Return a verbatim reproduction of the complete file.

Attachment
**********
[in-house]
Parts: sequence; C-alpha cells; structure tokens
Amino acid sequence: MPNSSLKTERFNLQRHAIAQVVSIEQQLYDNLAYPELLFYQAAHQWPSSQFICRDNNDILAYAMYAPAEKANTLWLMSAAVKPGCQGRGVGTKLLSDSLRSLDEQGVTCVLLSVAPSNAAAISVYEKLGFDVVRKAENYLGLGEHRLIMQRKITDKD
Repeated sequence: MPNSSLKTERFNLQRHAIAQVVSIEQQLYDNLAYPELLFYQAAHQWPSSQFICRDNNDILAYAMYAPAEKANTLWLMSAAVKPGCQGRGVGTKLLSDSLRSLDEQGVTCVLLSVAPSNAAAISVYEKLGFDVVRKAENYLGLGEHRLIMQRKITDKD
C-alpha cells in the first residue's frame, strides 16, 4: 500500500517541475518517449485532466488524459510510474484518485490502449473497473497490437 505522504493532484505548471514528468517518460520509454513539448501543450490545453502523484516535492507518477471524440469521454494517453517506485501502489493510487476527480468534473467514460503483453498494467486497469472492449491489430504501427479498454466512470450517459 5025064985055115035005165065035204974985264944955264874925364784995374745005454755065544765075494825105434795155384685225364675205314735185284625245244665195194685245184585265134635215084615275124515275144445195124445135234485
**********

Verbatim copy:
[in-house]
Parts: sequence; C-alpha cells; structure tokens
Amino acid sequence: MPNSSLKTERFNLQRHAIAQVVSIEQQLYDNLAYPELLFYQAAHQWPSSQFICRDNNDILAYAMYAPAEKANTLWLMSAAVKPGCQGRGVGTKLLSDSLRSLDEQGVTCVLLSVAPSNAAAISVYEKLGFDVVRKAENYLGLGEHRLIMQRKITDKD
Repeated sequence: MPNSSLKTERFNLQRHAIAQVVSIEQQLYDNLAYPELLFYQAAHQWPSSQFICRDNNDILAYAMYAPAEKANTLWLMSAAVKPGCQGRGVGTKLLSDSLRSLDEQGVTCVLLSVAPSNAAAISVYEKLGFDVVRKAENYLGLGEHRLIMQRKITDKD
C-alpha cells in the first residue's frame, strides 16, 4: 500500500517541475518517449485532466488524459510510474484518485490502449473497473497490437 505522504493532484505548471514528468517518460520509454513539448501543450490545453502523484516535492507518477471524440469521454494517453517506485501502489493510487476527480468534473467514460503483453498494467486497469472492449491489430504501427479498454466512470450517459 5025064985055115035005165065035204974985264944955264874925364784995374745005454755065544765075494825105434795155384685225364675205314735185284625245244665195194685245184585265134635215084615275124515275144445195124445135234485